Sherine Farouk Hamdy

Picture of Sherine Farouk Hamdy
Professor, Anthropology
School of Social Sciences
Ph.D., New York University, 2006, Anthropology
M.A., Stanford University, 1998, Anthropology
Phone: (949) 824-6644
University of California, Irvine
3328 Social & Behavioral Sciences Gatewa
Irvine, CA 92697
Research Interests
bioethics, medical anthropology, comics, Arab world, Egypt, SWANA diaspora in North America, narrative, ethno-fiction
Academic Distinctions

Sabbagh Distinguished Lectureship, University of Arizona, 2020.

PROSE Award, Cultural Anthropology & Sociology, American Publishers Award for Lissa (2018)

Clifford Geertz Book Prize, Society for the Anthropology of Religion, Honorable Mention for Our Bodies Belong to God (2013)

Institute for Advanced Study Fellowship, Princeton

Rudolph S. Virchow Award, for best professional article, Society for Medical Anthropology (2009)
Short Biography
Sherine Hamdy is a Professor of Anthropology at the University of California Irvine, where she joined the faculty in 2017. Prior to that she was a tenured faculty member at Brown University where she taught since 2006. Her first book 'Our Bodies Belong to God: Organ Transplants, Islam, and the Struggle for Human Dignity in Egypt' was published by the University of California in 2012. She has published widely on the themes of Muslim medical ethics, the political economic distribution of disease in Egypt, and the role of physicians in the Arab spring uprisings. Hamdy also inaugurated the University of Toronto Press series ethnoGRAPHIC with her co-authored graphic novel 'Lissa: a story of friendship, medical promise, and revolution' which combines panel to panel comics narration with her medical anthropology research. She currently serves as Series Editor for the University of Toronto Press ethnoGRAPHIC series, and encourages academics to adopt multiple media forms in their distribution of research findings. She runs a summer book club on SWANA diaspora/Egyptian-American literature.
Our Bodies Belong to God: Organ Transplants, Islam, and the Struggle for Human Dignity in Egypt (University of California, 2002)

Lissa: a story of friendship, medical promise, and revolution (University of Toronto Press, 2017), co-authored with Coleman Nye, illustrated by Sarula Bao and Caroline Brewer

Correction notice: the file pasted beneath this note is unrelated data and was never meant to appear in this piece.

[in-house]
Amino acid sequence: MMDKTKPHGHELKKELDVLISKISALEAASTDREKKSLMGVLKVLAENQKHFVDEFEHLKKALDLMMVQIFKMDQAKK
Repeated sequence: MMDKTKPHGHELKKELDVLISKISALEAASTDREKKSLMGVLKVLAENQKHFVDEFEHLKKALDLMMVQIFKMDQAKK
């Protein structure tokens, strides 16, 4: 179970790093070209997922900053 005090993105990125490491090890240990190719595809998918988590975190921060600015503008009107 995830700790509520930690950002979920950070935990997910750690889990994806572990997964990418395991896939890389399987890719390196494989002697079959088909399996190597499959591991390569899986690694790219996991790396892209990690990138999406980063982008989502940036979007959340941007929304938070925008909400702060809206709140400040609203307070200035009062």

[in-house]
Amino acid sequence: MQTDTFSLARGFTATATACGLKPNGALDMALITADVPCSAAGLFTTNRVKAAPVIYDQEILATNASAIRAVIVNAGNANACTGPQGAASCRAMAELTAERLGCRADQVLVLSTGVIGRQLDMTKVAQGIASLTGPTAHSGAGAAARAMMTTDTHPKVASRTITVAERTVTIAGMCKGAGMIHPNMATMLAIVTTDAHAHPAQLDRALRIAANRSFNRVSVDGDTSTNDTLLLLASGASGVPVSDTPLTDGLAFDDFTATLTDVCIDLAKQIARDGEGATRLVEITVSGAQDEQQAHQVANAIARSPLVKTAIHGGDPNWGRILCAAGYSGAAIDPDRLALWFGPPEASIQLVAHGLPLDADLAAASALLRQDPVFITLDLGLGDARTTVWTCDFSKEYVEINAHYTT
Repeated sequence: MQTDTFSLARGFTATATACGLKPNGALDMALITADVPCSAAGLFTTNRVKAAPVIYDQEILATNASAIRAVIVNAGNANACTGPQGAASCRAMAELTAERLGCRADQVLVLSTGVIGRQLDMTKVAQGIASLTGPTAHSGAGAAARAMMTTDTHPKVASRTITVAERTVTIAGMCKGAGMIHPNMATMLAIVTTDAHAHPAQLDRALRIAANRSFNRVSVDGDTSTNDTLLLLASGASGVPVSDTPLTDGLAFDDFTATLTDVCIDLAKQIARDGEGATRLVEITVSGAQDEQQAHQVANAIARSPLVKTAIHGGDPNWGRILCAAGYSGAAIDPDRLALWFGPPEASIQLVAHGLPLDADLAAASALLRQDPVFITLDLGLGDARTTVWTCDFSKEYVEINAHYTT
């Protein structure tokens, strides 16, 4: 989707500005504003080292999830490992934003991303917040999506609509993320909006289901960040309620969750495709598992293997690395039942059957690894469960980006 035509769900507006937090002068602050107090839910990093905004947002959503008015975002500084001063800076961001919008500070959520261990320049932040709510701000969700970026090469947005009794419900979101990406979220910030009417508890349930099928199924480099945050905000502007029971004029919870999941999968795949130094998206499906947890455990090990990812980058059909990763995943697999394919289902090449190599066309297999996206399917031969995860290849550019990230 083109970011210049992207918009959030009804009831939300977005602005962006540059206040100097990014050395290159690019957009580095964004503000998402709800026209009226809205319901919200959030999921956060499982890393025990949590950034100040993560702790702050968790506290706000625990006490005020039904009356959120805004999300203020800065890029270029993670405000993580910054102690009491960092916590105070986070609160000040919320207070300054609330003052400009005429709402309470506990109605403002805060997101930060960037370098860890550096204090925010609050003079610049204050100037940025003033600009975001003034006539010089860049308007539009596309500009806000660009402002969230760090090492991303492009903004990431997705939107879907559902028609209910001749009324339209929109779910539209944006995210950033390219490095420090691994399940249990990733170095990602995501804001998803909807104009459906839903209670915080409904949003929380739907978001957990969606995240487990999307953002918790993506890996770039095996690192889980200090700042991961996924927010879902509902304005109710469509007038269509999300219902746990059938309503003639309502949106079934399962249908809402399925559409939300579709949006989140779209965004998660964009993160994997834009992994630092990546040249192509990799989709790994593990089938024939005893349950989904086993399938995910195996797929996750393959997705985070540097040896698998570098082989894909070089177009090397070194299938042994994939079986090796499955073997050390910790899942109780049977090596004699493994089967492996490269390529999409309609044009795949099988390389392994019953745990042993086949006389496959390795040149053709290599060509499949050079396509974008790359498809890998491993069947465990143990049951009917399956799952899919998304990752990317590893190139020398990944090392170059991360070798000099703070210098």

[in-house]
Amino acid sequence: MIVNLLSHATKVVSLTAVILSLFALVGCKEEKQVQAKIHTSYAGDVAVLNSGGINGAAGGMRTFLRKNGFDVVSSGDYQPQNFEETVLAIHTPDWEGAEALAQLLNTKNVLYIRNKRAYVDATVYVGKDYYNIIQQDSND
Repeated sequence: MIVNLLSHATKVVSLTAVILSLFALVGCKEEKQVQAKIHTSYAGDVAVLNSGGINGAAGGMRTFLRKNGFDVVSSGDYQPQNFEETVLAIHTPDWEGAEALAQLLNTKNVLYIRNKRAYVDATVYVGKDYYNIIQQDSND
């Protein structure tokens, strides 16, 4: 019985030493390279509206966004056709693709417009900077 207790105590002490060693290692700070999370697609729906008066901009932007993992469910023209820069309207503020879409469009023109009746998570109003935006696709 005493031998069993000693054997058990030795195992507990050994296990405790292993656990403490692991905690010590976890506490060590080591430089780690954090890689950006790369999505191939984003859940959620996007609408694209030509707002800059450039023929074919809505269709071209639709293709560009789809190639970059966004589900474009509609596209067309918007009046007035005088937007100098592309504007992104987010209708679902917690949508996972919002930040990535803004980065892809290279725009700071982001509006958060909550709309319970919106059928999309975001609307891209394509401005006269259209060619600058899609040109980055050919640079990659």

“The Trauma of Medical Training in Two Webcomics: a Call for Multimodal Citation” Medical Anthropology Quarterly 2023 Open source article: Vol. 00, Issue 0, pp. 1–23, ISSN 0745-5194, online ISSN 1548-1387.
(co-authored with Soha Bayoumi) “Nationalism, Authoritarianism, and Medical Mobilization in Post-revolutionary Egypt” 2022 Culture, Medicine, and Psychiatry, Special Issue on Power and Medicine in the Middle East, pp 1-25
(co-authored with Coleman Nye) "Comics and revolution as global public health intervention: The Case of Lissa." Global public health (2019): 1-21.
co-authored with Soha Bayoumi, “Egypt’s Popular Uprisings and the Stakes of Medical Neutrality,” Culture, Medicine, and Psychiatry, 2016
“All Eyes on Egypt: Islam and the Medical Use of Dead Bodies Amidst Cairo’s Political Unrest” Medical Anthropology 2016
co-authored with Megan Crowley-Matoka, “Gendering the Gift of Life: Family Politics and Kidney Donation in Egypt and Mexico” Medical Anthropology, 2016
“Political Challenges to Biomedical Universalism: Kidney Failure Among Egypt’s Poor” Medical Anthropology Volume 32(4): 374-392. 2013

“Not Quite Dead: Why Egyptian Doctors Refuse the Diagnosis of Death by Neurological Criteria” Journal of Theoretical Medicine and Bioethics, Volume 35(2): 147-160. 2013

“Strength and Vulnerability After Egypt’s Arab Spring Uprisings,” American Ethnologist, Volume 39(1):43-48. 2012

“The Organ Transplant Debate in Egypt: A Social Anthropological Analysis” Droits et Cultures Volume 59:357-365. 2010

“Islam, Fatalism, and Medical Intervention: Lessons from Egypt on the Cultivation of Forbearance (Sabr) and Reliance on God (Tawakkul)” Anthropological Quarterly Volume 82(1):173-196. 2009

“When the State and Your Kidneys Fail: Political Etiologies in an Egyptian Dialysis Ward,” American Ethnologist, Volume 35(4):1-17. (Winner of the Rudolph Virchow Professional Award from the Society of Medical Anthropology). 2008

“Blinding Ignorance: Medical Science, Diseased Eyes, and Religious Practice in Egypt” Arab Studies Journal, Volume XII(2)/Volume XIII(1):26-45. 2005
Last updated